But one of the things that has stood out to me all year is the timing of our mailman. As most of you know, during a week absent a federal holiday, the mail is delivered 6 days per week. Five of the six days the mail comes no earlier than 5:00 p.m. On the sixth day, the mailman drops off the mail around 2:00 p.m. When mail is delivered, one would probably assume that the sixth day of mail might be Saturday. You’d be wrong. Ironically (perhaps in the Alanis Morrisette sense of irony), the sixth day is not Saturday. In fact, it’s not any one day. It’s one of three days — but not the same day each week. For some reason — that I have yet to determine — on either Tuesday, Wednesday or Thursday, the mailman delivers the mail earlier than every other day of the week. But never the same day each week. Why? Is he just bored with the usual route, so he mixes it up once a week but never the same day to take the “mixing it up” to the next level?
I like nothing more than my routine. When routines go awry, chaos ensues. Chaos is bad — except in theoretical physics courses and summer camp games! The variable rate mail delivery schedule upsets my routine. It means that there is no routine for three days a week or that there are 2 days each week when there is an unnecessary routine. More importantly, why do I care?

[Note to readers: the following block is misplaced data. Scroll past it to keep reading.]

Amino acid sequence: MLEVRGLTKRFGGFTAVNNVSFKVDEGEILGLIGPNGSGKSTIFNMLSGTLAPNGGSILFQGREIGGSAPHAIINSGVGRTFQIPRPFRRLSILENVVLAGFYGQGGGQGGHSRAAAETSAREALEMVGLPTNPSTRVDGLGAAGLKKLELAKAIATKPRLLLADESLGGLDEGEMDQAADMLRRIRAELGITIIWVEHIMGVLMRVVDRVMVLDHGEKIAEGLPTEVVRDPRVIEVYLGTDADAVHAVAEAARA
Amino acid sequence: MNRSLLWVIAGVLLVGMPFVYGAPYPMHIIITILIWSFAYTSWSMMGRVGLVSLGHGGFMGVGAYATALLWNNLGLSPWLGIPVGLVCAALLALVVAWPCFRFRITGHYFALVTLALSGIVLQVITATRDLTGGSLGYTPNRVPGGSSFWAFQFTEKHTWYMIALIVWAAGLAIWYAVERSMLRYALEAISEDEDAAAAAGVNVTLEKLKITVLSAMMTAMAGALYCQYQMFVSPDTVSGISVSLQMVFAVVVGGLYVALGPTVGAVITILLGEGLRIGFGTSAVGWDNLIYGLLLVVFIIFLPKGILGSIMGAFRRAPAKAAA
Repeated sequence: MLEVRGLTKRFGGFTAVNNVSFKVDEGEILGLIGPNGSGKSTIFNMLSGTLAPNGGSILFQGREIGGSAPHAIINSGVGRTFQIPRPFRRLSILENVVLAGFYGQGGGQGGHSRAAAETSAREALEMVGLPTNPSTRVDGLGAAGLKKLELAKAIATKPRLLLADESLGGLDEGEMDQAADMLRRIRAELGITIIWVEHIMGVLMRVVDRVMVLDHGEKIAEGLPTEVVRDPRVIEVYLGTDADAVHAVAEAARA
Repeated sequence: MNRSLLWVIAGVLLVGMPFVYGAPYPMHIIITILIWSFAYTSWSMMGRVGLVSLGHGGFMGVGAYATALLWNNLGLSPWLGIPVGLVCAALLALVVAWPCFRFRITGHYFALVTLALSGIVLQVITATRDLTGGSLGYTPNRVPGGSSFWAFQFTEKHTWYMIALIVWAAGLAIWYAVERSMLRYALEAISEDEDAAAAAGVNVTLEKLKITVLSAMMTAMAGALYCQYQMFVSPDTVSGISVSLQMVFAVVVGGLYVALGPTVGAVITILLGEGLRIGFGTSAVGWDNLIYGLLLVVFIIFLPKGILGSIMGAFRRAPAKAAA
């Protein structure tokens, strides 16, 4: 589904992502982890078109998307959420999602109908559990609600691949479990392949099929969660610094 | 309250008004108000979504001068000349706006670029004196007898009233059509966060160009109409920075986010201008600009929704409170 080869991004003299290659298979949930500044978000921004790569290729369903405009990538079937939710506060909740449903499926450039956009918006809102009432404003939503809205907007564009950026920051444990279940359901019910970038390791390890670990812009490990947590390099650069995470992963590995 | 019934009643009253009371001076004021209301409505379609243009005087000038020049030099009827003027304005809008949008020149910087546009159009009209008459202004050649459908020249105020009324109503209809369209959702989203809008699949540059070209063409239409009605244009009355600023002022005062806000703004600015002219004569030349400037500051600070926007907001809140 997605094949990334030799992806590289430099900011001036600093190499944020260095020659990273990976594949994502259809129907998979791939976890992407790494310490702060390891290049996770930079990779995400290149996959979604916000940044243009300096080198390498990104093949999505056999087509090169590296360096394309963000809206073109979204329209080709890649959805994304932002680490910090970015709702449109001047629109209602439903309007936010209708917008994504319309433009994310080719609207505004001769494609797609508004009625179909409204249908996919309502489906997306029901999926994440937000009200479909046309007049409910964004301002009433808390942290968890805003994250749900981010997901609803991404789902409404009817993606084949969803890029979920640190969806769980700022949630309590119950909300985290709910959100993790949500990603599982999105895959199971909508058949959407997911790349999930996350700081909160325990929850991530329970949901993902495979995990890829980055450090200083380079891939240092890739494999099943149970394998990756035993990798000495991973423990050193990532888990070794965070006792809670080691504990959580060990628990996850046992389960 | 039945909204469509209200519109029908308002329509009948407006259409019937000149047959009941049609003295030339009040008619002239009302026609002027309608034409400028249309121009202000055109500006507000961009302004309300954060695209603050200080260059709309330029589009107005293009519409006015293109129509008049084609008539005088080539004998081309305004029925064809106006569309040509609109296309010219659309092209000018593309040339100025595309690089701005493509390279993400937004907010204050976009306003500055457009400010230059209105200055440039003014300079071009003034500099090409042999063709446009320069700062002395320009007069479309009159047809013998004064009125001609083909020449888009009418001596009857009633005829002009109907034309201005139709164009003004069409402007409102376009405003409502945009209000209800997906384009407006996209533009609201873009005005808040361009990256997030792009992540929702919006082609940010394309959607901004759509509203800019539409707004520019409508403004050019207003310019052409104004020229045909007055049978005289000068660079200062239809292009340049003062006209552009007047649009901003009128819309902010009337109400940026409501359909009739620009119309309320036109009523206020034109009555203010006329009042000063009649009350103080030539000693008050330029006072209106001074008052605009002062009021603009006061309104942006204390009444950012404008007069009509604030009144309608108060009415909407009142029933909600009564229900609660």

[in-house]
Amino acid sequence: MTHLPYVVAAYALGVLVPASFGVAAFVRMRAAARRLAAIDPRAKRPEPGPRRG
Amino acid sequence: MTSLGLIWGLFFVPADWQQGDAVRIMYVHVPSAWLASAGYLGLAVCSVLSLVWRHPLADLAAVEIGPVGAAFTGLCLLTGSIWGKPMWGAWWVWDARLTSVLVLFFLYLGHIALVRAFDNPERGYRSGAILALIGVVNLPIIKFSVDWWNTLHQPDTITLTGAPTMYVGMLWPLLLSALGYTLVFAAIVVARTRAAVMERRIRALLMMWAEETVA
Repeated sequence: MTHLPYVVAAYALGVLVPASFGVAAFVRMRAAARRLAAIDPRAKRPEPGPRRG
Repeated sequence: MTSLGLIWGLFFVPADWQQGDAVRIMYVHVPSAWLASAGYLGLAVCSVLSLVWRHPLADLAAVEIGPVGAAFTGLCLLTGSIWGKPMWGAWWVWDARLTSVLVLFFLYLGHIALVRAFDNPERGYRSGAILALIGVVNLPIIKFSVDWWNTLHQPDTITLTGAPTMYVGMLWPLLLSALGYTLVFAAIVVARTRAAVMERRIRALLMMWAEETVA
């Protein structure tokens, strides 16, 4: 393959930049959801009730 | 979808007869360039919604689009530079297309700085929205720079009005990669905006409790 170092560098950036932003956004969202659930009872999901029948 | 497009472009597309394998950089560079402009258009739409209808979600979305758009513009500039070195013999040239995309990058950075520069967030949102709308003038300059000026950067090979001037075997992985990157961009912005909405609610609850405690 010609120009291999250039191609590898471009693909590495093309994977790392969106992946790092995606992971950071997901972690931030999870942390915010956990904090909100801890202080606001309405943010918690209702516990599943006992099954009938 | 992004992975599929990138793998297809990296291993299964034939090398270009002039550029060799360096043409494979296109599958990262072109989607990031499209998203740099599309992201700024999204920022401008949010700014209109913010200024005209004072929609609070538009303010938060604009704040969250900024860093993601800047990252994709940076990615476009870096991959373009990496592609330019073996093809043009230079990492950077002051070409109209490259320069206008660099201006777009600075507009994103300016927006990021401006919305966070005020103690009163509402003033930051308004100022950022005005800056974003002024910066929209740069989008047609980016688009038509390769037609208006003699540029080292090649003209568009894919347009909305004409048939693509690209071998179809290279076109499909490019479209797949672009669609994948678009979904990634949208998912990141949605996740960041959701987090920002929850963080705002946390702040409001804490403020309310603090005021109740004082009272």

I just saw a hilarious scene in the HBO show “Curb Your Enthusiasm.” Larry David, the star of the show, is visiting the cemetery site where his mother is buried. His father is with him to show him the new tombstone he bought for his former wife. After he reads the tombstone, Larry notices that the inscription reads “Born – Sept 18, 1920” and “Past Away Oct 21, 2001.” Larry proceeds to chastise his father for misspelling the tombstone by using “past” instead of “passed.” The punch line isn’t that it was a mistake the widower failed to catch, but rather that it was cheaper to go with “past” over “passed” because the cost was $50 per letter. He saved $100 using the shorter word, and most people think it means the same thing anyway. To me, that’s funny. (Now you have a little insight into my personality. Feel free to block my number if you must.)